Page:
About a million Ukrainian refugees have arrived in Germany since the beginning of the Russian invasion of their country. Many of them hoped to quickly find housing, financial support and a suitable job. But the matter was not as they initially thought, as many obstacles and difficulties stood in their way.
Some 900,000 Ukrainian refugees have arrived in Germany since the beginning of the war in Ukraine. It is true that they have found security, but the job market prospects for them seem inadequate.
Under an EU directive, refugees from Ukraine have been granted protection status in the EU for three years, in addition to enabling them to obtain health insurance and ease access to the labor market.
350,000 Ukrainians are currently registered as job seekers in Germany, but many of them struggle to find work. The Munich-based Ifo Institute for Economic Research conducted a survey of nearly 1,000 Ukrainian refugees in June and found that 90 percent of respondents wanted to find work in Germany, but only half of them actually succeeded in finding work .
Andrei Chikanov, a 34-year-old Ukrainian, used to work as a product manager for an IT company. He arrived in Germany before the war, but his family had a hard time since they joined him in March.
Andrei’s sister is trying hard to find work in Germany and is “very frustrated”. Although she is fluent in English, she could not find work, due to the lack of demand for vacancies for English speakers.
The German language is a big obstacle
Germany suffers from a severe shortage of skilled labor in many sectors. The Federal Employment Agency reported almost 900,000 vacancies in Germany in June, mainly in transport, logistics, sales and healthcare.
Researchers at the Ifo institute conducted a survey targeting 1,000 managers of the human resources department in German companies from various sectors. The results of the survey showed that the lack of German language skills was the biggest obstacle to employing people with 83 percent.
Many Ukrainians are multilingual, but German is not among those they speak. “Language skills are the most important challenge, it’s not only about German skills, but also English,” says Titiana Panchenko, IFO researcher, to DW.
Many Ukrainians in the eastern part of the country learned Russian instead of English. Inadequate language skills were a reason why a third of Ukrainians surveyed by IFO chose to find work below their qualification level.
No proof of academic qualifications
More than 85 percent of people surveyed by IFO have either a college degree or vocational training. However, in order to work in Germany as a truck driver or a pharmacist, applicants must recognize their professional qualifications. Without official recognition of their Ukrainian diplomas, they are not allowed to work in Germany, which is another obstacle to integration.
Without academic qualifications or language skills, Ukrainians have no choice but to find work in sectors such as elderly care, especially as Germany’s aging population urgently needs healthcare workers.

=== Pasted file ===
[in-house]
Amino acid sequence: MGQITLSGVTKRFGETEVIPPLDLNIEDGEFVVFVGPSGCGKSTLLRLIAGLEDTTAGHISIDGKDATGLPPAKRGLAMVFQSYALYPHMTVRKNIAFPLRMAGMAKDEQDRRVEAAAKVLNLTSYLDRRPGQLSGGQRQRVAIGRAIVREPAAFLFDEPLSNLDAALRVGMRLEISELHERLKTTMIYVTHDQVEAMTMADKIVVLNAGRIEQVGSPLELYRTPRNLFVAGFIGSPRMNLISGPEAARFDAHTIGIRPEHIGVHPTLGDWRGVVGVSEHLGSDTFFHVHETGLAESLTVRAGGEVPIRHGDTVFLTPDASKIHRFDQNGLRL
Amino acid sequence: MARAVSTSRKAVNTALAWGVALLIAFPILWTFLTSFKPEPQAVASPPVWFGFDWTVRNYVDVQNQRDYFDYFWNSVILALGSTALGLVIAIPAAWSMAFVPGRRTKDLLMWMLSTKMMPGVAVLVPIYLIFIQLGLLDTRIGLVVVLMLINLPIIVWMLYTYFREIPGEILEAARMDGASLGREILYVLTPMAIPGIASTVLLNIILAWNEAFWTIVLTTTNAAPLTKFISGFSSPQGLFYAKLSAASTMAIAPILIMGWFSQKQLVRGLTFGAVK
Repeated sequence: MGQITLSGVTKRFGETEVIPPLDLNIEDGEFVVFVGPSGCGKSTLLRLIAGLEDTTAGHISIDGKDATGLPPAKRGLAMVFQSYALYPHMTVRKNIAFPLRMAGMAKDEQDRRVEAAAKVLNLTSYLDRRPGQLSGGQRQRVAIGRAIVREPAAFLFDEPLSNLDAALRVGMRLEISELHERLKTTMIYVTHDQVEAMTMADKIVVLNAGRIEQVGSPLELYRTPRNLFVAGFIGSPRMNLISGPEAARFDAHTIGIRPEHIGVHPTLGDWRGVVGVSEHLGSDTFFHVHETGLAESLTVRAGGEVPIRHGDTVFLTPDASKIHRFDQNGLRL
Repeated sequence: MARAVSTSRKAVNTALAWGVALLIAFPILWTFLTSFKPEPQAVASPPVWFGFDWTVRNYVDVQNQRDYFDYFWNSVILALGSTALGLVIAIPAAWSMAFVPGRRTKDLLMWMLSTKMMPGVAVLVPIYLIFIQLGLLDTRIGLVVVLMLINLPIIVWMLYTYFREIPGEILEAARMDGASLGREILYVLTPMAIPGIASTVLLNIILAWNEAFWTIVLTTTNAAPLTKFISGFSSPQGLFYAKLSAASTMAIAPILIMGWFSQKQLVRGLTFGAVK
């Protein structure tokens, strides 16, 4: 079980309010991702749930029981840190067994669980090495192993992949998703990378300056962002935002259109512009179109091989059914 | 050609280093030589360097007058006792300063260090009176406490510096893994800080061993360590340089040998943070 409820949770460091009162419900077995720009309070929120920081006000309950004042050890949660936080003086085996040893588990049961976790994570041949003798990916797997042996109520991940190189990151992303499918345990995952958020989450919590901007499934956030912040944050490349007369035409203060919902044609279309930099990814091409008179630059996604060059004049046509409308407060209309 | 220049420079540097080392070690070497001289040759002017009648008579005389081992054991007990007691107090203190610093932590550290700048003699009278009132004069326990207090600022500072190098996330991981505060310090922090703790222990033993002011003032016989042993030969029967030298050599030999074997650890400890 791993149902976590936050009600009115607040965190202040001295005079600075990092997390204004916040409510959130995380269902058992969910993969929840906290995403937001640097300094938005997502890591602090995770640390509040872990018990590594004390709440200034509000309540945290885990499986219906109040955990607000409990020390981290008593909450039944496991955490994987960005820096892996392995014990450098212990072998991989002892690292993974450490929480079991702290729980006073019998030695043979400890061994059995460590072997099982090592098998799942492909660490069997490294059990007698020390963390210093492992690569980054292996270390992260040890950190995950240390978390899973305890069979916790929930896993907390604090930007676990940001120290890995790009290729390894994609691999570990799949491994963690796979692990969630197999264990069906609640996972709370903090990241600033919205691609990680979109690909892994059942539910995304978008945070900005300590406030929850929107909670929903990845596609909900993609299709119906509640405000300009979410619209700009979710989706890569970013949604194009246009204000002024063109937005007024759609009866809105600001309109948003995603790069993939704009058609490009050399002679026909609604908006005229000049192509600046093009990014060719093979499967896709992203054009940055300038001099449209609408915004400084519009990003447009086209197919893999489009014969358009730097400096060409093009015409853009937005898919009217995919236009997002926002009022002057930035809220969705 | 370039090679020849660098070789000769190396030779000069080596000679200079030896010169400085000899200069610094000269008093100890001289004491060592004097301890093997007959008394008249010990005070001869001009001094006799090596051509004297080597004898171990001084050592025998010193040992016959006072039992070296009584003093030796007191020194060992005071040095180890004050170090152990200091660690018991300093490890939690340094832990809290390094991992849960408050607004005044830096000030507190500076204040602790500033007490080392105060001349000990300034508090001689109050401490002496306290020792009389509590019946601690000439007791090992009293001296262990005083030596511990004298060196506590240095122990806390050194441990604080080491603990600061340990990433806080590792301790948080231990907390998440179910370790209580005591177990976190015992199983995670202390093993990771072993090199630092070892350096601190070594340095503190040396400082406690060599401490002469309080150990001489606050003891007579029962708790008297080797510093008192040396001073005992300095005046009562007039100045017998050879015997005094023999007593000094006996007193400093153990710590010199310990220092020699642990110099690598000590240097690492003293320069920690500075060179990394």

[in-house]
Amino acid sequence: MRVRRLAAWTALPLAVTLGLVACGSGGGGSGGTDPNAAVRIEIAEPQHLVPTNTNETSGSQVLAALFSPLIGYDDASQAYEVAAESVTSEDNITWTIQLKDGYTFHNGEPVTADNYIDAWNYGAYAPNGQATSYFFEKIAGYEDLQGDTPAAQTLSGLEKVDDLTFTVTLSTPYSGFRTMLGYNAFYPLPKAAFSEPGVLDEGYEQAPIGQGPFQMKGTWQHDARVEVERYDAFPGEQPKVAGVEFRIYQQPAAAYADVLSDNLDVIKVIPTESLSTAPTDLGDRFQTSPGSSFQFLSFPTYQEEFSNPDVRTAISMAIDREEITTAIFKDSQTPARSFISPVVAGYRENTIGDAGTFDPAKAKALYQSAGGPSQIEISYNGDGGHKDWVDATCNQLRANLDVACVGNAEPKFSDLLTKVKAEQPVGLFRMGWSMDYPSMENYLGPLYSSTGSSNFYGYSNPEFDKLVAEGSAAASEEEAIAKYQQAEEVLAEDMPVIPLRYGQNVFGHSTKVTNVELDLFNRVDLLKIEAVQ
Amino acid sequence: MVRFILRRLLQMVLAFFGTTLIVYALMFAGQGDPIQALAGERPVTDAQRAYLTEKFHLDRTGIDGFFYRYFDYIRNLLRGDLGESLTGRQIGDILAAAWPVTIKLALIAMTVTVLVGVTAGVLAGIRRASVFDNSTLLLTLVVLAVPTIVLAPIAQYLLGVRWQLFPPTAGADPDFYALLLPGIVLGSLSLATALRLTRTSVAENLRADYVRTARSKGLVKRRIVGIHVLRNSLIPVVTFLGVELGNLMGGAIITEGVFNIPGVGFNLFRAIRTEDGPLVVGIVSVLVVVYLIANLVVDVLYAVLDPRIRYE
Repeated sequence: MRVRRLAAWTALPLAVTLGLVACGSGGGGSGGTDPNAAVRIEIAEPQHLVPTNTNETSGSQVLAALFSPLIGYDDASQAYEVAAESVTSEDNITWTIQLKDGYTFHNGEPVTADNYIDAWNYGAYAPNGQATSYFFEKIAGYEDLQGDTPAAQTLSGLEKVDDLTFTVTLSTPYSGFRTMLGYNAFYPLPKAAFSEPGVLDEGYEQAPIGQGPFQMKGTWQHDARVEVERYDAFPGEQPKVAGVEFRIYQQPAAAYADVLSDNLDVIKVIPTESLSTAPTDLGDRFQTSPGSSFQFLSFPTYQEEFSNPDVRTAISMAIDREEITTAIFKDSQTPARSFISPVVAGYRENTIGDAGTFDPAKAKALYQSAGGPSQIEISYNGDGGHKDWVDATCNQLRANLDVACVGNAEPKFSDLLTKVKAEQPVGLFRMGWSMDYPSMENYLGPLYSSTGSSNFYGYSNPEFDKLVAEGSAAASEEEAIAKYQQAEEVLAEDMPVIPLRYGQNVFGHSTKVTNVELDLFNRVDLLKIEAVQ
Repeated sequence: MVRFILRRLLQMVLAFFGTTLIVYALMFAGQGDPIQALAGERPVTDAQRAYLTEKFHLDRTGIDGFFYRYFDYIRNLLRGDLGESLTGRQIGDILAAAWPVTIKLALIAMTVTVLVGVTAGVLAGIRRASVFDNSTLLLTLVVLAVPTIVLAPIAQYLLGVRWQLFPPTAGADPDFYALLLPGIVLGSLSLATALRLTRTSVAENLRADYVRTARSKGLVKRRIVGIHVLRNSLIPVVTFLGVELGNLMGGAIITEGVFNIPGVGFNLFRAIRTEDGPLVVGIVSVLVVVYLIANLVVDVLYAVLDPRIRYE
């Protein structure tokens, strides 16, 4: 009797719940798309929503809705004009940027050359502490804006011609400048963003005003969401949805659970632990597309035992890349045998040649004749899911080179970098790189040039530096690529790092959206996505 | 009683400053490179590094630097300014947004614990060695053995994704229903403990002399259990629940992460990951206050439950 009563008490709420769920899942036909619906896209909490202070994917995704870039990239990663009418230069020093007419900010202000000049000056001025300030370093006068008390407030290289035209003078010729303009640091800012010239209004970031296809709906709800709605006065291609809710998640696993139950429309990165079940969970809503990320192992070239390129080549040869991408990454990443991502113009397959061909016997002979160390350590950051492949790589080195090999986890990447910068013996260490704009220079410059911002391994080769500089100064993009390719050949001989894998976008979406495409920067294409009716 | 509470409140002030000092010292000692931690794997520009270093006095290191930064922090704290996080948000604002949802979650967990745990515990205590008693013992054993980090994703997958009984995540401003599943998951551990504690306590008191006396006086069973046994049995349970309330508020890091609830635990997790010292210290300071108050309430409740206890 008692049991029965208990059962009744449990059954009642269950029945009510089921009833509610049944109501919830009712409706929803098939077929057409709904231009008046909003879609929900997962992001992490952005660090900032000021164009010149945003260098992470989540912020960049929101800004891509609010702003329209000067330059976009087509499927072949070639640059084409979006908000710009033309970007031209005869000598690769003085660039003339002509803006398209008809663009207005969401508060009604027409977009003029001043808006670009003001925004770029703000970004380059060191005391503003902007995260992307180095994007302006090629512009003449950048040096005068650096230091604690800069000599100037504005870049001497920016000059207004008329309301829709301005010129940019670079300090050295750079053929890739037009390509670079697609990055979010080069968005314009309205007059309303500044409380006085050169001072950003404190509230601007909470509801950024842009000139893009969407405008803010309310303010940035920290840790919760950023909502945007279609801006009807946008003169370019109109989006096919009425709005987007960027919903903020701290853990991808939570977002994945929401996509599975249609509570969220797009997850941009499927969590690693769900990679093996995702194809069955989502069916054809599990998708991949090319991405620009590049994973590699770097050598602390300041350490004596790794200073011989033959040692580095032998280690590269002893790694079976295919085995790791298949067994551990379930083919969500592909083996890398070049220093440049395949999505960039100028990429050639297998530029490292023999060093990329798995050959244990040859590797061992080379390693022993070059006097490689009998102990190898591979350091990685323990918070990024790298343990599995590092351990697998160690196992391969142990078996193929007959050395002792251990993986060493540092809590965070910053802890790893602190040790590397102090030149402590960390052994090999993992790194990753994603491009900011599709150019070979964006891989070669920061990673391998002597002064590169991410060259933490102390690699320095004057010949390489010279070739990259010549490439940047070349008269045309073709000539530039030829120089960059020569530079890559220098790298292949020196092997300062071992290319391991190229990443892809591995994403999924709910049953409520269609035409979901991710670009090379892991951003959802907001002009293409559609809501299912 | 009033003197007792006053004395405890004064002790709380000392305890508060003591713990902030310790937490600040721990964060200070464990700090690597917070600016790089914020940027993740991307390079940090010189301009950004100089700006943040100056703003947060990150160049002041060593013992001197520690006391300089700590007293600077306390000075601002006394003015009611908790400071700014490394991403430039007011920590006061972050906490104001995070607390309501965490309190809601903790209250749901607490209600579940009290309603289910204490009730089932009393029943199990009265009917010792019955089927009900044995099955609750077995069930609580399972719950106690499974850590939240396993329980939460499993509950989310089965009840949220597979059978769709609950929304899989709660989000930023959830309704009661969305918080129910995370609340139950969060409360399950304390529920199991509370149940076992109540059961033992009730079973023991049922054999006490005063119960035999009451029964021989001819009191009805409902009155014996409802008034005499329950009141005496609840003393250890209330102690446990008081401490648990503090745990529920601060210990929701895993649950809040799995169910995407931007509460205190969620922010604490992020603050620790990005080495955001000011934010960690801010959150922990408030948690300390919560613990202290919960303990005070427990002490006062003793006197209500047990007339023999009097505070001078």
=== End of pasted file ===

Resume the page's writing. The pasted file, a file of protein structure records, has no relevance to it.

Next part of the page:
The country’s Home Care and Nursing Association (VHBP) has raised the alarm about possible exploitation of untrained Ukrainian refugees. “They may be willing to work for a peep,” the association’s CEO, Daniel Schluer, told ARD.
Long term commitment
Apart from educational levels and language skills, commitment to a long-term job was also an important barrier for Ukrainians to find work.
German HR managers have expressed concern that Ukrainian refugees will soon want to return home, which means a problem for German companies that tend to avoid losing employees, especially qualified employees, who often do not prefer temporary solutions, but rather job seekers .For a long time.
Olga Savitska, a 21-year-old young Ukrainian translator and artist, came to Germany in February. She told DW that her search for work here is “difficult”, and says she is “frustrated and anxious, as it is difficult to find a suitable job”.
Compared to the process of applying for a job in Ukraine, “responses to emails and phone calls are slow,” says Olga. Since she could not find a full-time job, she is now considering completing her studies at a German university.
Compared to previous waves of immigration and asylum in Germany, Ukrainians benefit from a much easier administrative process, which enables them to find work and housing, move freely and apply for material benefits.
On this issue, the difference is clear compared to the experience of the refugees who came from the Middle East in 2015. “The Ukrainians’ permits and papers were prepared quickly,” Abdullah Saleh, a refugee who arrived in Germany in 2015, told DW, explaining that he had to wait 18 months for registration and residence documents.
Abdullah adds that “the Ukrainians are white, it was clear how they would be treated,” adding, “I think there is a big difference between the treatment of Middle Easterners and Ukrainians in Germany.”
Perhaps the administrative process may now be faster for Ukrainians, says Andrei Chikanov, and it is still “a very long process, especially to obtain the necessary documents to work in Germany compared to other European countries”. He explained that his parents had waited three months and had not yet received the necessary documents they needed to legally enter the labor market.
EU Home Affairs Commissioner Ylva Johansson recently said that the number of Ukrainian refugees entering the European Union had fallen to pre-war levels, adding: “At the crossings between the European Union and Ukraine, the numbers have become similar to the pre-war levels. war, and the level before the Corona pandemic as well. People crossing normally.”
According to Frontex data, about half of the six million Ukrainian refugees who fled since February have returned home. The resumption of studies on September 1 could be a determining factor for many Ukrainian refugees currently in Germany to return home.
Caleb Larson DW / MB